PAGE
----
Obamacare's day in court

Reuters

U.S. Health and Human Services (HHS) Secretary Kathleen Sebelius (L) sits before testifying to a House Energy and Commerce Committee hearing about issues and complications with the Affordable Care Act enrollment website, on Capitol Hill in Washington, Oct. 30, 2013.

Article Highlights

  • How comforting: Sebelius says she wants to keep fines for people who aren't insured #Obamacare

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  • People have always disliked aspects of health-insurance system but vast majority report satisfaction with their plans @RameshPonnuru

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  • Kasich calls expanding Medicaid godly thing to do. God being a fan of crummy health insurance, bypassing legislature

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Earlier today Bloomberg View columnists Margaret Carlson and Ramesh Ponnuru met online to chat about the Patient Protection and Affordable Care Act, diplomatic espionage and Pope Francis. Below is a lightly edited transcript.

Ramesh: As we write, Margaret, Health and Human Services Secretary Kathleen Sebelius is testifying before the House Energy and Commerce Committee. Her testimony so far has already made the administration’s job a lot harder: She said that the Obamacare website has never crashed, even as it remains down during the hearings. But I don’t think any of the administration’s defenders have had anything helpful to say. Senator Mary Landrieu, who said while arguing for the passage of Obamacare that anyone who liked their insurance would be able to keep it, changed to say that she was only talking about “good” insurance. Now, she wants to change the law. That can’t be comforting for the millions of people who are getting cancellation notices and aren’t sure they’ll be able to buy insurance through Obamacare -- and who have just been told this morning by Sebelius that she wants to keep the fines for people who aren't insured.

Margaret: I love to argue with you, Ramesh — in fact, I do it for a living. But I'm having a hard time with Obamacare. Postpone the fines! They aren't traffic cops giving out tickets to increase revenue. People hate the government enough already. Here's one thing: In the end it will be better for the people we don't know, the ones who don't work at Bloomberg, the National Review or in Congress. The anecdotes we hear about are the same problems the private insurance market has always had. There, turnover is sky high, the cancellations are enormous and the invasions of privacy are massive — they can be sure to turn you down for a plan if you have ever had a cold. In the United States of Amnesia, we now love Aflac in the private market as opposed to Obamacare's Aflac. Everything we hated about insurance is now Obama's responsibility.

Ramesh: Well, you've given me something to argue with, Margaret. Yes, people have always disliked aspects of the health-insurance system (as have I), but the vast majority of people with insurance have also reported satisfaction with their plans. That's why the Democrats took such pains to say, when they were trying to pass Obamacare, that people would be able to keep their plans if they wanted them. And that's why the fact that it is causing people to lose their plans makes them look dishonest — at the same time, the website problems make them look incompetent. And the latest intelligence revelations reinforce both impressions. If the president really wasn't aware of the spying on German Chancellor Angela Merkel, it's an indictment of his leadership of his own administration. But it's pretty hard to believe him. I actually sympathize with him, because there's no good way to respond to the unauthorized leaks, but the timing for him is bad given the continuing Obamacare troubles.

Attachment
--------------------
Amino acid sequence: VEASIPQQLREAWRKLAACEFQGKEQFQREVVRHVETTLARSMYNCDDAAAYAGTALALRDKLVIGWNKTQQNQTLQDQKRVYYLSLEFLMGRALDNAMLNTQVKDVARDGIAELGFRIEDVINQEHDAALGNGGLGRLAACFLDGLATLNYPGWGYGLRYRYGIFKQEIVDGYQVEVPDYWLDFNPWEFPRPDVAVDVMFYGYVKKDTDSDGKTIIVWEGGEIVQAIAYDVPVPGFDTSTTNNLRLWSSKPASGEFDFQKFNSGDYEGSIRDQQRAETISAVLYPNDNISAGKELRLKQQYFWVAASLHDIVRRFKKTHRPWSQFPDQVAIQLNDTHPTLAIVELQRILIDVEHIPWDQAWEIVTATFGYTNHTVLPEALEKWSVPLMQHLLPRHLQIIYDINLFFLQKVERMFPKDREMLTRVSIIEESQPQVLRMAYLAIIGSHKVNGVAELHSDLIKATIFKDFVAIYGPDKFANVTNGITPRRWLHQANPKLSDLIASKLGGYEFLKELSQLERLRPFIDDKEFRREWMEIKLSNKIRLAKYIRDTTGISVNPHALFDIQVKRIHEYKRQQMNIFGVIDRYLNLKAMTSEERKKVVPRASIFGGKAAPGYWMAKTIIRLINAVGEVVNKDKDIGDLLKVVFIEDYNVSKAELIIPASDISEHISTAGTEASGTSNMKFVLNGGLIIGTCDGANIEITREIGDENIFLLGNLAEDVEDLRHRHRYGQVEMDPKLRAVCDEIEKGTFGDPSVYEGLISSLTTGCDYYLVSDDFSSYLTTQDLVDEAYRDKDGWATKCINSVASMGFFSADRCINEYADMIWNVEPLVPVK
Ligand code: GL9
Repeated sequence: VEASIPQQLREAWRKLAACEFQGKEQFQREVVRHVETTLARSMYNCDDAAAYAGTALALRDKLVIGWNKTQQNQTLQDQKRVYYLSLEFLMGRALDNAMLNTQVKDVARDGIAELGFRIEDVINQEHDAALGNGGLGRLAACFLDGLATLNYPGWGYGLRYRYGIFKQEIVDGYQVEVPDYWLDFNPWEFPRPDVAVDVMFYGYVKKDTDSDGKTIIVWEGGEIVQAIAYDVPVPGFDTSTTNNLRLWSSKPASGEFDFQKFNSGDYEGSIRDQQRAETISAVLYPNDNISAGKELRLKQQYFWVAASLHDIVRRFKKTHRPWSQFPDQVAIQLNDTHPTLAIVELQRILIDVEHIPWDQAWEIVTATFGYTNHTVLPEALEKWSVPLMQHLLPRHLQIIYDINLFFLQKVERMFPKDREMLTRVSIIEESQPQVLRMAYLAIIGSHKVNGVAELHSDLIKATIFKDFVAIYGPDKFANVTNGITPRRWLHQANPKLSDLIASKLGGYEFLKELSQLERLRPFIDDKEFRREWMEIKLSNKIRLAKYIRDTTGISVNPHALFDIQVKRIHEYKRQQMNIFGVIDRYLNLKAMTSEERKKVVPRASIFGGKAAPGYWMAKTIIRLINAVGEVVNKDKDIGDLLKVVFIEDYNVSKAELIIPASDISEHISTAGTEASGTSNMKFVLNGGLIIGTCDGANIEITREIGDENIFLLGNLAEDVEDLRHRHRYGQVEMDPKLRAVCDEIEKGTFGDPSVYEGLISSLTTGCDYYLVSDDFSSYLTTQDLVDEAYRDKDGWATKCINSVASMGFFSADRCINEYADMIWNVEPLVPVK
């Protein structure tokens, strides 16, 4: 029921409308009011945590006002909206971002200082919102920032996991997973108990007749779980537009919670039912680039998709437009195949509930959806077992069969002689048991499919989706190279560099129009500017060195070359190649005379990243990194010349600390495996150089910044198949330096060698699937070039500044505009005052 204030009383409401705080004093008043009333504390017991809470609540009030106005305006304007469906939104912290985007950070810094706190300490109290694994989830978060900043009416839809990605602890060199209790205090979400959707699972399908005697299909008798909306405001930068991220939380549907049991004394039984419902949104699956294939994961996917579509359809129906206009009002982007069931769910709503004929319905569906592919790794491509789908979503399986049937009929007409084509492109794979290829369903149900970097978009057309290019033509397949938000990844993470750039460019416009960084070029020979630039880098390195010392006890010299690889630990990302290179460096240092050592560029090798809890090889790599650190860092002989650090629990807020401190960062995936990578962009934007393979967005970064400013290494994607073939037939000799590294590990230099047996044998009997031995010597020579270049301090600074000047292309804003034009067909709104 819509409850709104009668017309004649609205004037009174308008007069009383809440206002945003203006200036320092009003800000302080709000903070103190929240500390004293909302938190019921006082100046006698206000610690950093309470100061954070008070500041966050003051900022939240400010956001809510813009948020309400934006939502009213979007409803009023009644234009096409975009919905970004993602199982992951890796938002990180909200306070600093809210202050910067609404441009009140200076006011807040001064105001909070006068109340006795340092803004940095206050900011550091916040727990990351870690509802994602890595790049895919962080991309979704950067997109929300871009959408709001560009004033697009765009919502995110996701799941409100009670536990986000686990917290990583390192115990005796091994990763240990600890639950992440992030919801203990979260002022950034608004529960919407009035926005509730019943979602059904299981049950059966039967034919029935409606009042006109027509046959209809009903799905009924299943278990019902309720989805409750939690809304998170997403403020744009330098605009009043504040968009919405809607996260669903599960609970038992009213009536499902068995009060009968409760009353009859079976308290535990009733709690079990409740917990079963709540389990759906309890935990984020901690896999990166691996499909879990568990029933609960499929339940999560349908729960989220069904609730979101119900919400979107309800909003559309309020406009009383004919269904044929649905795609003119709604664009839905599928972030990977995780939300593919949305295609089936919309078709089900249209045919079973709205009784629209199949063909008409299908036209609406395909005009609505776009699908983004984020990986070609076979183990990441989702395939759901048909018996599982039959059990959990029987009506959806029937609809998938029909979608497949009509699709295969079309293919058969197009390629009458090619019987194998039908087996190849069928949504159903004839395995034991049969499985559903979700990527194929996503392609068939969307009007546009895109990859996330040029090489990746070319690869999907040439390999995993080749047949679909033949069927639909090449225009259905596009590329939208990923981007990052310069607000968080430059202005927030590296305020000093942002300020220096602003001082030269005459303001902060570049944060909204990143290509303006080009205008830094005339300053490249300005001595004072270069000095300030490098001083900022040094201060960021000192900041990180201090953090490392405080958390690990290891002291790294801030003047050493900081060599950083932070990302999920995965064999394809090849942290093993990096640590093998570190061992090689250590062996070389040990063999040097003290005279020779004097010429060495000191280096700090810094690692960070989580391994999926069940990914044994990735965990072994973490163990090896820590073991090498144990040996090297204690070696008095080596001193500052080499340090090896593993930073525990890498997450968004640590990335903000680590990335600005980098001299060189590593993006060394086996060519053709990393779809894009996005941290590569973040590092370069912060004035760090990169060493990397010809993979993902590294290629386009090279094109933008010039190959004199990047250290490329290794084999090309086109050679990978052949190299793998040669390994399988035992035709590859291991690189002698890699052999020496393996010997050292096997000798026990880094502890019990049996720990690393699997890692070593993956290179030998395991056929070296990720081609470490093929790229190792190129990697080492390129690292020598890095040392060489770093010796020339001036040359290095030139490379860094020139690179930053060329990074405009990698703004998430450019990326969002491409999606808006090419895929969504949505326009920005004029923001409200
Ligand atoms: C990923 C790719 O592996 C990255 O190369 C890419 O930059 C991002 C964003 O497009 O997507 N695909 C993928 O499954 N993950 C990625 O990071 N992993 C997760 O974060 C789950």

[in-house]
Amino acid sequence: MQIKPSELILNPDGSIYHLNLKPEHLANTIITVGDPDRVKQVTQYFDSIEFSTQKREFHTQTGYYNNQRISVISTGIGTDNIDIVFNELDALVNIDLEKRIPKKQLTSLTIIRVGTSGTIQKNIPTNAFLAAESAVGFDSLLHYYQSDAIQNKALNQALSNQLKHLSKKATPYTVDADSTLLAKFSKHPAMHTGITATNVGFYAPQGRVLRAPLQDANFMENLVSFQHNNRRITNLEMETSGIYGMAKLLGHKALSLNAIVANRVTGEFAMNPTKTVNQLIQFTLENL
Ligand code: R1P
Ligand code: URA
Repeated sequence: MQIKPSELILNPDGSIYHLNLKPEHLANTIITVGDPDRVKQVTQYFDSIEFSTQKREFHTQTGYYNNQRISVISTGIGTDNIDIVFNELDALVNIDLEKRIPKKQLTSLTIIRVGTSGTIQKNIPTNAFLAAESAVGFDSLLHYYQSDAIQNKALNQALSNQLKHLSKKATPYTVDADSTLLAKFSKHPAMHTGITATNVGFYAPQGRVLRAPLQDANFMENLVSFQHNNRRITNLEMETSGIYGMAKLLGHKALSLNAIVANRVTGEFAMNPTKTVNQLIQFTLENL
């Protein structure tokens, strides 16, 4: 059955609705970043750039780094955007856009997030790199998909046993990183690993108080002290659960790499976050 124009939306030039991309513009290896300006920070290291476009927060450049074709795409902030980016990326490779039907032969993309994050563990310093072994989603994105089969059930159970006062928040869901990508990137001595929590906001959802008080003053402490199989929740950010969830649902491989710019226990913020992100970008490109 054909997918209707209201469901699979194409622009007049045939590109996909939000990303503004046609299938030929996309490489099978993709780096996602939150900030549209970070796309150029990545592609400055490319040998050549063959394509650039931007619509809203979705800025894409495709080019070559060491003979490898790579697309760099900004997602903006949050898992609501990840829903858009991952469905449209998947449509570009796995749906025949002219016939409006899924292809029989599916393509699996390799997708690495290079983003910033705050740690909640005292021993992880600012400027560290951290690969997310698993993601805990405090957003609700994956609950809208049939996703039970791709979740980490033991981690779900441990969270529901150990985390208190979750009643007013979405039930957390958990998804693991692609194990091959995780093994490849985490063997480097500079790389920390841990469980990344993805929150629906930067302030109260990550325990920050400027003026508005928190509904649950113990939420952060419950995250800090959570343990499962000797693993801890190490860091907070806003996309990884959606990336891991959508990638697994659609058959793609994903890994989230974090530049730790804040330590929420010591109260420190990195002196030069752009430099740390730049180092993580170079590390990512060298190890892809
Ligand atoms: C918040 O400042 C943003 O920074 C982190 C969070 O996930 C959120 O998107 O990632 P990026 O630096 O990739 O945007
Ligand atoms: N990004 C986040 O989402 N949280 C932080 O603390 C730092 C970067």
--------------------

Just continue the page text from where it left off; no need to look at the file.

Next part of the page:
Margaret: There should be hardship pay for the analyst who has to listen to Angela Merkel's phone calls — she who flinches when someone touches her, although I do find it peculiar that both former President George W. Bush and Obama have both tried. How do you deal with denying something everyone does? Senator Susan Collins said yesterday: "Friends don't spy on friends." What universe does she live in? The challenge for all world leaders is to maintain credibility while denying something that is widely done.

Back to Obamacare, Republicans are moving from the website to the whole law. The White House gave them an opening as wide as the error message on the website. I feel so sick about it. I hope I still have the insurance Obama promised I could keep.

Ramesh: Obamacare did get one piece of good news -- Ohio's Republican governor, John Kasich, has agreed to expand Medicaid. It's the godly thing to do, he says -- God apparently being a fan of crummy health insurance and bypassing the state legislature to expand it. It isn't a shocker that a governor would like taking "free" federal money, but must he be so sanctimonious about it?

Margaret: It used to be called "compassionate conservatism," but that is so over in your party. And since when does your party not mention God? The maids, cab drivers and waiters work like dogs and can barely get ahead. So, the 1 percent shouldn't mind sharing. The country works best when everyone has a chance to get ahead. Speaking of God, what a pope my God has installed. He was probably going to be Time's Man of the Year, but he locked it in when he suffered unto him the little children. Was that a security guy or a cardinal roughing up the kid? Putting him in the big chair was another stroke of humanity. Governor Kasich showed some, too. You may think Medicaid is crummy, but in the land of the doctorless, what a relief to be able to get health care without having to wait in the emergency room with gunshot wounds to see a doctor.

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